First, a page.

The primary lesson everyone learned from reading Moneyball is that walks are good. They make pitchers work and get hitters on base, and runs (Hooray runs!) tend to happen when hitters get on base.
A decade later, walks are still good. That much hasn't changed.
What's changed is that they suddenly aren't so common anymore.
Mike Vorkunov of The Star-Ledger noticed the trend first, writing a couple weeks back that the league walk rate has fallen off dramatically from where it was in 2009 when walks were drawn in 8.9 percent of plate appearances. In 2013, they're being drawn in 7.9 percent of plate appearances, according to FanGraphs.
Vorkunov rightfully made this out to be a big deal, but I actually think he undersold it. That the league walk rate is poised to finish the year below eight percent isn't just remarkable in relation to where things were five years ago. The league walk rate hasn't finished under eight percent since 1968, a year in which pitchers were practically committing crimes against humanity.
Now, I'm a hopeless baseball geek who gets giddy when there's an excuse to go look at numbers. Vorkunov's article was such an excuse, as I wanted to go and see for myself what the decline in walks is all about.
I found out two things. One was that the points Vorkunov brought up in his article are very much valid. The other, however, was that he only scratched the surface. Combined between his points and what else is out there, there's a lot to say about the decline in walks.
So here I go to say a lot about the decline in walks.
The best place to start is with a point Vorkunov made later in his article, one that should dispel the first thought that crept into my head and that might have crept into your head too:
On average, at-bats are as long as they were in 2009. That season, batters saw 3.83 pitches per plate appearance. This season they are seeing 3.84 pitches.
So no, hitters haven't gotten less patient all of a sudden. The decline in walks has nothing to do with them reverting to their Neanderthal-ish tendency to hack at everything in sight.
But what must be noted is that the steadiness of hitter patience in recent years is not a lack of a trend. Compared to what was going on for the better part of the 2000s, it is indeed a trend.
Consider this line chart, which shows the progression of the league pitches per plate appearance starting in 2000:
There was a gigantic increase in pitches per plate appearance starting in 2006, and that contributed to a league walk rate that rose each year. The 8.9 walk percent in 2009 was the peak.
That there's been a leveling off patience in the last couple seasons highlights a possible pattern. Hitters used to be aggressive. Then they got more patient. Then they stopped getting more patient. That must have been because pitchers responded by getting more aggressive, right?
Exactly, and that leads us to Jumping-Off Point No. 2 from Vorkunov's article:
For pitchers, getting strike 1 has always been critical, an all-but-sure way to avoiding hitter-friendly counts later on. First-pitch strikes and swings on the first pitch of the game now occur in 60 percent of all at-bats, up from 58 percent in 2009.
There's a bit more at work here, but we need some more numbers before we can continue.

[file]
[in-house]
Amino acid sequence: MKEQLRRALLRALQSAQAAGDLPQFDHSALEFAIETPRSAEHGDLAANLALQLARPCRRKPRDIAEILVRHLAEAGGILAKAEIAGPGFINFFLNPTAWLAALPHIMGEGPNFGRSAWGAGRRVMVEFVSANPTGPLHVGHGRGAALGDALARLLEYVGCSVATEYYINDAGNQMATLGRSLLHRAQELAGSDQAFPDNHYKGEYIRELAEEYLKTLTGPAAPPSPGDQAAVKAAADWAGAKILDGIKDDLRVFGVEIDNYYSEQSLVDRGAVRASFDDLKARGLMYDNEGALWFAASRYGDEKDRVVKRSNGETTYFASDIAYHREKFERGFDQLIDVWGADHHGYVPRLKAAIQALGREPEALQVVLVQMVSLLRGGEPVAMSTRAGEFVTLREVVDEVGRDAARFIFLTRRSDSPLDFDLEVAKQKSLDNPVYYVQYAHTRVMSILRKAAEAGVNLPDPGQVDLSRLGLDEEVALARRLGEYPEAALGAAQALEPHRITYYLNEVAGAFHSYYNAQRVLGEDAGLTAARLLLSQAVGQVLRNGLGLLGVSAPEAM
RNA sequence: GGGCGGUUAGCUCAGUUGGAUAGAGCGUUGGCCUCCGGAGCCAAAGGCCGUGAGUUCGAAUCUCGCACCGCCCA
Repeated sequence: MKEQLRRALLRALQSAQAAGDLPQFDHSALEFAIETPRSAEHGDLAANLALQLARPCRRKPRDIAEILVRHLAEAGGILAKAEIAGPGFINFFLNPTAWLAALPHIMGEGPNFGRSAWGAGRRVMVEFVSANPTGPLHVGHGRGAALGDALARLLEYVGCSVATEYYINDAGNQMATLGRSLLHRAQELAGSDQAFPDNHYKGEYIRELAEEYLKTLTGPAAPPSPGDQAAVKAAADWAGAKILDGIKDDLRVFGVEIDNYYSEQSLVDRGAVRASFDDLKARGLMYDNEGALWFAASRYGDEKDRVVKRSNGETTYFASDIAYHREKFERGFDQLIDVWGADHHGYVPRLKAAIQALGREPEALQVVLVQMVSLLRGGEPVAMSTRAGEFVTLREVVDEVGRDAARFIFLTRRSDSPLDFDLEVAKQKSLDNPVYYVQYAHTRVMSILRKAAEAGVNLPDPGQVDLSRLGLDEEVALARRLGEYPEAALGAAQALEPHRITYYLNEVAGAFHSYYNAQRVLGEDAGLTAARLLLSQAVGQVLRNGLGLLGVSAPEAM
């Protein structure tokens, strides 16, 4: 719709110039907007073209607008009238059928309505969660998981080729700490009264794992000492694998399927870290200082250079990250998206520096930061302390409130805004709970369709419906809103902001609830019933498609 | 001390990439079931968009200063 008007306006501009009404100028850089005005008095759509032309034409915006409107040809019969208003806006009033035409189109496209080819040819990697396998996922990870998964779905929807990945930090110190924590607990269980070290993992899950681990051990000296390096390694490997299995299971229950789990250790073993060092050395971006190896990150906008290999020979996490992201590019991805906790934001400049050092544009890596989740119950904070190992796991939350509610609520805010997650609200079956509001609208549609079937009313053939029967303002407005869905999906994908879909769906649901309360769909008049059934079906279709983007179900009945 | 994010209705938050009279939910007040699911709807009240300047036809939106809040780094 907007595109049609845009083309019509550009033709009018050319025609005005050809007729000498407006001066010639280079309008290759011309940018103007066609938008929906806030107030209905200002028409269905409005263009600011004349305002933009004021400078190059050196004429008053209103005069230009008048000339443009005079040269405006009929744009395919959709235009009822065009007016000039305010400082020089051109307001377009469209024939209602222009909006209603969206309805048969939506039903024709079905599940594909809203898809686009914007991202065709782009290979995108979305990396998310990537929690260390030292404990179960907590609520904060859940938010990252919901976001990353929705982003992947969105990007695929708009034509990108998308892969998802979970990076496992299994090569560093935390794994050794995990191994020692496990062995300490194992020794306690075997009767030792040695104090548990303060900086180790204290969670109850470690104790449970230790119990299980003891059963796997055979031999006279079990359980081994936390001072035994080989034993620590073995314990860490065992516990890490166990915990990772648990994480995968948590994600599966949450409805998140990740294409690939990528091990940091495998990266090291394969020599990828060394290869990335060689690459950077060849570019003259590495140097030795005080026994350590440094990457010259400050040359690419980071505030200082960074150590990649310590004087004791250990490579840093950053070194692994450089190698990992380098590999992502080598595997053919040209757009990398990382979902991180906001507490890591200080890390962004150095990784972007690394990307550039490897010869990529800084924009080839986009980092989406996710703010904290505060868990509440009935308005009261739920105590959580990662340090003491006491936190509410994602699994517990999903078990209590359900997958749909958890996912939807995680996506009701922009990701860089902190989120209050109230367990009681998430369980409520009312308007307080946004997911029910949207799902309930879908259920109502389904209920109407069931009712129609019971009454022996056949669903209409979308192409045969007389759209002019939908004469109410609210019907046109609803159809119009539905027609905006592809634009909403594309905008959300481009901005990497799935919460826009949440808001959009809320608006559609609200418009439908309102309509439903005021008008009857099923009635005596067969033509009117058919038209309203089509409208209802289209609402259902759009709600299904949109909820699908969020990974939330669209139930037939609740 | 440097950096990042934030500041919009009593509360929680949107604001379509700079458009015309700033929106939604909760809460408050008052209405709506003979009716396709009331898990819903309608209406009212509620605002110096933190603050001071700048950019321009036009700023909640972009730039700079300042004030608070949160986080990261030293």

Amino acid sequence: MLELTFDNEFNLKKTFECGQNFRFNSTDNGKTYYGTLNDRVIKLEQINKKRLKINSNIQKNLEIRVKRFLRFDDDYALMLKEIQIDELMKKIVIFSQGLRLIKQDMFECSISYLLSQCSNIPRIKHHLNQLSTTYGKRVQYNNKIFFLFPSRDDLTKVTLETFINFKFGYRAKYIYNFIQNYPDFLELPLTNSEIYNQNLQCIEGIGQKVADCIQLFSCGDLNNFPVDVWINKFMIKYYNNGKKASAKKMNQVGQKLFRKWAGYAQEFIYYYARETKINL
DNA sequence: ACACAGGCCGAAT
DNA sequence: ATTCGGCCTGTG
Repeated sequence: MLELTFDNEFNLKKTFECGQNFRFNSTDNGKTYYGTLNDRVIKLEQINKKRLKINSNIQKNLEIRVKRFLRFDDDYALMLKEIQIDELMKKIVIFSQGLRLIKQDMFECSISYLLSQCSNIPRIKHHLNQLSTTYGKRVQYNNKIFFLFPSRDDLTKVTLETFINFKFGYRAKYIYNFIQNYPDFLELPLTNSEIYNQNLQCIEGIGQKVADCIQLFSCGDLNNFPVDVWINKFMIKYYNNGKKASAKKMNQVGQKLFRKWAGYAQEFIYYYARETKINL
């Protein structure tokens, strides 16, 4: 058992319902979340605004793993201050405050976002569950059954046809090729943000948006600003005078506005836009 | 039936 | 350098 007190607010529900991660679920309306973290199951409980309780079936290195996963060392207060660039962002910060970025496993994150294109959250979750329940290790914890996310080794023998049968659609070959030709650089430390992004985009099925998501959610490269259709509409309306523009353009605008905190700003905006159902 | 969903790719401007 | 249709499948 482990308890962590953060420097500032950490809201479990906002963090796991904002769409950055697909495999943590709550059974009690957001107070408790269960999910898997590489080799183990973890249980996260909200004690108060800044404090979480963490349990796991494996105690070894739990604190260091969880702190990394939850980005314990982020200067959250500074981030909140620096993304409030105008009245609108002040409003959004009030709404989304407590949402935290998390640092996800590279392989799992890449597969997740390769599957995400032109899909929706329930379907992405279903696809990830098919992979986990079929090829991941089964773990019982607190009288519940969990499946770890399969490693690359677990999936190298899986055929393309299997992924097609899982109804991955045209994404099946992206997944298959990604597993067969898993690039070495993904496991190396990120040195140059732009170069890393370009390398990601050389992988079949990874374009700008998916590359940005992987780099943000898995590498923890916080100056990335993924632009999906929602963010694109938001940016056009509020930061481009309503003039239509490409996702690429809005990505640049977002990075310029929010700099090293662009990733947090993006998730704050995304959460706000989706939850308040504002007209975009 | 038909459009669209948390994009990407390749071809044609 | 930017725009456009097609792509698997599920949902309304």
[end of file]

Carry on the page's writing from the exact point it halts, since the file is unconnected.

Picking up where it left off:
With some slightly more precise first-pitch strike percentages from FanGraphs, here's a look at the shift in both first-pitch strikes and first-pitch swings over the last decade or so.
|Year||First-Pitch Strike %||First-Pitch Swing %|
Imagine you're a pitcher. What you saw in that 2006-2009 window was batters suddenly taking a lot more pitches while continuing to build on a budding trend of not hacking at more first pitches. Wouldn't it then make sense to start laying more pitches in there with the count 0-0?
Of course it would, and that's what happened. And while batters have adjusted by swinging at more first pitches than they did in 2009 and 2010, they're still not being as aggressive as they were between 2002 and 2008. They seem to have gotten the gist that they were giving pitchers free strikes, but they haven't gone back to old bad habits.
Pitchers, however, aren't just throwing more strikes on the first pitch. They're throwing more strikes, period.
In 2009, the league strike rate was 62 percent. In 2013, it's 64 percent. That's a huge jump, as we're talking about thousands more strikes being thrown throughout the course of a year.
The tricky part is that this trend can't be chalked up to pitchers attacking the zone more often. They're actually not, as both Baseball Info Solutions and PITCHf/x have the league's Zone% down from where it was in 2009.
However, one thing that's been happening in recent years is that pitchers are getting more calls on the pitches they do throw in the zone.
Jeff Sullivan of FanGraphs has pointed out that umpires have been botching fewer and fewer strike calls ever since the implementation of the PITCHf/x system in 2007. Robot umpires are still needed, but it will do for now that the human umpires are being influenced by fancy-pants technology.
It's not just the pitches in the zone that are going to waste less often. The pitches thrown outside the zone are also going to waste less often, which is a point that Vorkunov brought up:
In 2009, batters swung at 25.1 percent of pitches outside of the strike zone, according to Fangraphs. This season, they are doing so 30.5 percent of the time. That is a significant leap — and a massive leap from 2004 when they swung at just 16.6 percent of pitches outside the zone, according to the site’s figures.